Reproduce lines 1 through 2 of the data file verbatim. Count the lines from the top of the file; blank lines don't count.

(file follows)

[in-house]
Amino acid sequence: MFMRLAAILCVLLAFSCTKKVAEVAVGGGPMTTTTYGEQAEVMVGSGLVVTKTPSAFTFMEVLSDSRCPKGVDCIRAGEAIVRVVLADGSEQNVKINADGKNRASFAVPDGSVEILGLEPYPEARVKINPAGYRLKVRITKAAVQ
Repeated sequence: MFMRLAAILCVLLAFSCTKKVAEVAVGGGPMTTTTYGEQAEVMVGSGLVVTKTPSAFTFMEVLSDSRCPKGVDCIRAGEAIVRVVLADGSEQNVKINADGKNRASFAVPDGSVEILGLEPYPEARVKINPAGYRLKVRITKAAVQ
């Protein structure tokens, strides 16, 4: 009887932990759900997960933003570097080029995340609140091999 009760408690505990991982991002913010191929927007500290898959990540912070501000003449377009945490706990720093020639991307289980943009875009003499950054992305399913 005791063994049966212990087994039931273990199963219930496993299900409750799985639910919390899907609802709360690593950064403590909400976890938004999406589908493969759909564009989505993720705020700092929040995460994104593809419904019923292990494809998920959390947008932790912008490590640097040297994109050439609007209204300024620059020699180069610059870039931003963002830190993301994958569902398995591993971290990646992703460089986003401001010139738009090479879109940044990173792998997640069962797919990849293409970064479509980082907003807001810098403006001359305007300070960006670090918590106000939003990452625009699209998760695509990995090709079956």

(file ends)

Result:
[in-house]
Amino acid sequence: MFMRLAAILCVLLAFSCTKKVAEVAVGGGPMTTTTYGEQAEVMVGSGLVVTKTPSAFTFMEVLSDSRCPKGVDCIRAGEAIVRVVLADGSEQNVKINADGKNRASFAVPDGSVEILGLEPYPEARVKINPAGYRLKVRITKAAVQ